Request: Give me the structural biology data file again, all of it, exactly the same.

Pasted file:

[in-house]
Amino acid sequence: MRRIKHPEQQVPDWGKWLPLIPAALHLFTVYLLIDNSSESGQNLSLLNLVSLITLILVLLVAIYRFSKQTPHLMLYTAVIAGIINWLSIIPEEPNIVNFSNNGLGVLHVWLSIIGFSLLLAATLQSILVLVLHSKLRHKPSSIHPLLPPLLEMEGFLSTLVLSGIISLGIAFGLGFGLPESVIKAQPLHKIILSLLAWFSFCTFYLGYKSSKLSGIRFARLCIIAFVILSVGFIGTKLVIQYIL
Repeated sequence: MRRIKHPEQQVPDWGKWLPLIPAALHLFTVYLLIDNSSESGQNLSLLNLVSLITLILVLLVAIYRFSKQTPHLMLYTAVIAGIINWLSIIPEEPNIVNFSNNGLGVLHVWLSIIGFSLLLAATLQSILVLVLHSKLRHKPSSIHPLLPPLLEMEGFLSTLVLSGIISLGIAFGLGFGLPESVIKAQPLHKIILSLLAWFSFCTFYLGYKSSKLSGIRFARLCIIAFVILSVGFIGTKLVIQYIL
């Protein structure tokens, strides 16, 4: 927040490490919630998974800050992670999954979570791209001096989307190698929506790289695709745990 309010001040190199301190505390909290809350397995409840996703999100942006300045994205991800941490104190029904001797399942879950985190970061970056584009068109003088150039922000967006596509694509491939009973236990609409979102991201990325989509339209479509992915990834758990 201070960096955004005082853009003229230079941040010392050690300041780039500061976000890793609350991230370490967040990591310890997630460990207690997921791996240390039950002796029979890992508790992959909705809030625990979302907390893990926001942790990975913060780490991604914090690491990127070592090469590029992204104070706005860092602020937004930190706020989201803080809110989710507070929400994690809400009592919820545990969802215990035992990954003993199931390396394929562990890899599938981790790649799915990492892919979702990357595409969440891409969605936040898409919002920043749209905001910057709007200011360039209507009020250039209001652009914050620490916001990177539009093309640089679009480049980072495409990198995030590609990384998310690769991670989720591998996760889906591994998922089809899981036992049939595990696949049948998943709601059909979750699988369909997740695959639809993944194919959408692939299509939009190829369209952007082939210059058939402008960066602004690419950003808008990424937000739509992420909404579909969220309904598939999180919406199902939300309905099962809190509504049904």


[in-house]
Amino acid sequence: MRRIKHPEQQVPDWGKWLPLIPAALHLFTVYLLIDNSSESGQNLSLLNLVSLITLILVLLVAIYRFSKQTPHLMLYTAVIAGIINWLSIIPEEPNIVNFSNNGLGVLHVWLSIIGFSLLLAATLQSILVLVLHSKLRHKPSSIHPLLPPLLEMEGFLSTLVLSGIISLGIAFGLGFGLPESVIKAQPLHKIILSLLAWFSFCTFYLGYKSSKLSGIRFARLCIIAFVILSVGFIGTKLVIQYIL
Repeated sequence: MRRIKHPEQQVPDWGKWLPLIPAALHLFTVYLLIDNSSESGQNLSLLNLVSLITLILVLLVAIYRFSKQTPHLMLYTAVIAGIINWLSIIPEEPNIVNFSNNGLGVLHVWLSIIGFSLLLAATLQSILVLVLHSKLRHKPSSIHPLLPPLLEMEGFLSTLVLSGIISLGIAFGLGFGLPESVIKAQPLHKIILSLLAWFSFCTFYLGYKSSKLSGIRFARLCIIAFVILSVGFIGTKLVIQYIL
């Protein structure tokens, strides 16, 4: 927040490490919630998974800050992670999954979570791209001096989307190698929506790289695709745990 309010001040190199301190505390909290809350397995409840996703999100942006300045994205991800941490104190029904001797399942879950985190970061970056584009068109003088150039922000967006596509694509491939009973236990609409979102991201990325989509339209479509992915990834758990 201070960096955004005082853009003229230079941040010392050690300041780039500061976000890793609350991230370490967040990591310890997630460990207690997921791996240390039950002796029979890992508790992959909705809030625990979302907390893990926001942790990975913060780490991604914090690491990127070592090469590029992204104070706005860092602020937004930190706020989201803080809110989710507070929400994690809400009592919820545990969802215990035992990954003993199931390396394929562990890899599938981790790649799915990492892919979702990357595409969440891409969605936040898409919002920043749209905001910057709007200011360039209507009020250039209001652009914050620490916001990177539009093309640089679009480049980072495409990198995030590609990384998310690769991670989720591998996760889906591994998922089809899981036992049939595990696949049948998943709601059909979750699988369909997740695959639809993944194919959408692939299509939009190829369209952007082939210059058939402008960066602004690419950003808008990424937000739509992420909404579909969220309904598939999180919406199902939300309905099962809190509504049904």